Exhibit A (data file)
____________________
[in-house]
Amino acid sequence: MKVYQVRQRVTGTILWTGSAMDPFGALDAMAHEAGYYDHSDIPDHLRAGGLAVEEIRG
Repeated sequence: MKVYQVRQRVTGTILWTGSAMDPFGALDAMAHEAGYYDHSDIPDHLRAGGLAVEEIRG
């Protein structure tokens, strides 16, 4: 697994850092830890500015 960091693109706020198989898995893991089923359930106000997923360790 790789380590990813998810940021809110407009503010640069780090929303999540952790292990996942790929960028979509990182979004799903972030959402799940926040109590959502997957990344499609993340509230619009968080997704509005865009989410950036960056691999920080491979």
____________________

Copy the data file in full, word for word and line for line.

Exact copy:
[in-house]
Amino acid sequence: MKVYQVRQRVTGTILWTGSAMDPFGALDAMAHEAGYYDHSDIPDHLRAGGLAVEEIRG
Repeated sequence: MKVYQVRQRVTGTILWTGSAMDPFGALDAMAHEAGYYDHSDIPDHLRAGGLAVEEIRG
């Protein structure tokens, strides 16, 4: 697994850092830890500015 960091693109706020198989898995893991089923359930106000997923360790 790789380590990813998810940021809110407009503010640069780090929303999540952790292990996942790929960028979509990182979004799903972030959402799940926040109590959502997957990344499609993340509230619009968080997704509005865009989410950036960056691999920080491979």